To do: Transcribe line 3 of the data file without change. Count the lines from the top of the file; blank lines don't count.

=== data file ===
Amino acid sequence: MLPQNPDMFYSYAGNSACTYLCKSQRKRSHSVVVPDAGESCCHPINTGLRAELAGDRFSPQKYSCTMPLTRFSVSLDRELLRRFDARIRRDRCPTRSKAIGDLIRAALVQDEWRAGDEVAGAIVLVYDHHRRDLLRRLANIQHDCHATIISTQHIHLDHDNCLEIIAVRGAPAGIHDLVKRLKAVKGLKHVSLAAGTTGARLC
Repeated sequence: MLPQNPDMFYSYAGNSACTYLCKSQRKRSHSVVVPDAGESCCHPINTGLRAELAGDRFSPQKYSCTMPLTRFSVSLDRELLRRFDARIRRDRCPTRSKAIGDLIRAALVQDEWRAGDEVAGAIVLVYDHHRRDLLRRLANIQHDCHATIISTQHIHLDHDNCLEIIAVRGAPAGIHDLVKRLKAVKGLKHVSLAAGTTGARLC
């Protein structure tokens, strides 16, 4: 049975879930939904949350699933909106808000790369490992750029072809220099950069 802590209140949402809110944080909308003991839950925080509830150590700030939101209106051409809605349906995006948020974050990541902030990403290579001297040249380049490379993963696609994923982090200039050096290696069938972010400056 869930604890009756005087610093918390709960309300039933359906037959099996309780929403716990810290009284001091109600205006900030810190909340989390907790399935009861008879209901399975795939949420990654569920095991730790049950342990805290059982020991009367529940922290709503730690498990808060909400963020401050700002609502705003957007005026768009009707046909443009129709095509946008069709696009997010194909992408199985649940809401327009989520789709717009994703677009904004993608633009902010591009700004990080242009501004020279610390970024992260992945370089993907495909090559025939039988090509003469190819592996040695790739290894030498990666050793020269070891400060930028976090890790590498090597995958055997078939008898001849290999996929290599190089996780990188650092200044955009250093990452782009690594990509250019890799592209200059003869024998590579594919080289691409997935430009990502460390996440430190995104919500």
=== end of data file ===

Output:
């Protein structure tokens, strides 16, 4: 049975879930939904949350699933909106808000790369490992750029072809220099950069 802590209140949402809110944080909308003991839950925080509830150590700030939101209106051409809605349906995006948020974050990541902030990403290579001297040249380049490379993963696609994923982090200039050096290696069938972010400056 869930604890009756005087610093918390709960309300039933359906037959099996309780929403716990810290009284001091109600205006900030810190909340989390907790399935009861008879209901399975795939949420990654569920095991730790049950342990805290059982020991009367529940922290709503730690498990808060909400963020401050700002609502705003957007005026768009009707046909443009129709095509946008069709696009997010194909992408199985649940809401327009989520789709717009994703677009904004993608633009902010591009700004990080242009501004020279610390970024992260992945370089993907495909090559025939039988090509003469190819592996040695790739290894030498990666050793020269070891400060930028976090890790590498090597995958055997078939008898001849290999996929290599190089996780990188650092200044955009250093990452782009690594990509250019890799592209200059003869024998590579594919080289691409997935430009990502460390996440430190995104919500």